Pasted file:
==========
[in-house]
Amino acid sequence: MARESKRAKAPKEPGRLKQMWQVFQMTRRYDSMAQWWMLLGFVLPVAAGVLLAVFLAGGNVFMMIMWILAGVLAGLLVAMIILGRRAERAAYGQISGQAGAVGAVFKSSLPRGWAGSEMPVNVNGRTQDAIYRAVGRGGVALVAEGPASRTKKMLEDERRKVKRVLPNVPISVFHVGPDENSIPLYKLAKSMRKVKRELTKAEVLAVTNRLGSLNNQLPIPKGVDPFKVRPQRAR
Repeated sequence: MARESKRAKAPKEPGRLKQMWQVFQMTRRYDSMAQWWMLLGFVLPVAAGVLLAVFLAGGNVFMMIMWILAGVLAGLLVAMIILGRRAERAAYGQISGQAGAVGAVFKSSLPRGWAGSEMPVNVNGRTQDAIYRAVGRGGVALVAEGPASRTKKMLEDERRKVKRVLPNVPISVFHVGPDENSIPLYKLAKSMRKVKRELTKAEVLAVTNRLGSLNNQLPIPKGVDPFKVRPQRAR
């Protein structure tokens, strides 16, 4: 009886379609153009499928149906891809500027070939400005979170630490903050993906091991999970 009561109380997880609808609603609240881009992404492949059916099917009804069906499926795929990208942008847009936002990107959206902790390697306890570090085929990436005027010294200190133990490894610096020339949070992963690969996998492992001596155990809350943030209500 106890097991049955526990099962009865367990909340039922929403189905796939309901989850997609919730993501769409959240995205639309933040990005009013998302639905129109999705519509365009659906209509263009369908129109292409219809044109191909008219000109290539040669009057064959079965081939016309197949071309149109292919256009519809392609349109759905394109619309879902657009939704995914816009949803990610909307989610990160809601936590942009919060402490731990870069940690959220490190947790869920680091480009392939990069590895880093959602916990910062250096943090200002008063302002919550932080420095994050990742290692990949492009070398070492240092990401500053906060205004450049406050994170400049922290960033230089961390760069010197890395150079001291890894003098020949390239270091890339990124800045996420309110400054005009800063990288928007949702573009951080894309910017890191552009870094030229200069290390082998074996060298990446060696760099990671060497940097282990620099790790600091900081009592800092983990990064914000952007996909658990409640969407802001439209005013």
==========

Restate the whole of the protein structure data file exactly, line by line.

[in-house]
Amino acid sequence: MARESKRAKAPKEPGRLKQMWQVFQMTRRYDSMAQWWMLLGFVLPVAAGVLLAVFLAGGNVFMMIMWILAGVLAGLLVAMIILGRRAERAAYGQISGQAGAVGAVFKSSLPRGWAGSEMPVNVNGRTQDAIYRAVGRGGVALVAEGPASRTKKMLEDERRKVKRVLPNVPISVFHVGPDENSIPLYKLAKSMRKVKRELTKAEVLAVTNRLGSLNNQLPIPKGVDPFKVRPQRAR
Repeated sequence: MARESKRAKAPKEPGRLKQMWQVFQMTRRYDSMAQWWMLLGFVLPVAAGVLLAVFLAGGNVFMMIMWILAGVLAGLLVAMIILGRRAERAAYGQISGQAGAVGAVFKSSLPRGWAGSEMPVNVNGRTQDAIYRAVGRGGVALVAEGPASRTKKMLEDERRKVKRVLPNVPISVFHVGPDENSIPLYKLAKSMRKVKRELTKAEVLAVTNRLGSLNNQLPIPKGVDPFKVRPQRAR
């Protein structure tokens, strides 16, 4: 009886379609153009499928149906891809500027070939400005979170630490903050993906091991999970 009561109380997880609808609603609240881009992404492949059916099917009804069906499926795929990208942008847009936002990107959206902790390697306890570090085929990436005027010294200190133990490894610096020339949070992963690969996998492992001596155990809350943030209500 106890097991049955526990099962009865367990909340039922929403189905796939309901989850997609919730993501769409959240995205639309933040990005009013998302639905129109999705519509365009659906209509263009369908129109292409219809044109191909008219000109290539040669009057064959079965081939016309197949071309149109292919256009519809392609349109759905394109619309879902657009939704995914816009949803990610909307989610990160809601936590942009919060402490731990870069940690959220490190947790869920680091480009392939990069590895880093959602916990910062250096943090200002008063302002919550932080420095994050990742290692990949492009070398070492240092990401500053906060205004450049406050994170400049922290960033230089961390760069010197890395150079001291890894003098020949390239270091890339990124800045996420309110400054005009800063990288928007949702573009951080894309910017890191552009870094030229200069290390082998074996060298990446060696760099990671060497940097282990620099790790600091900081009592800092983990990064914000952007996909658990409640969407802001439209005013």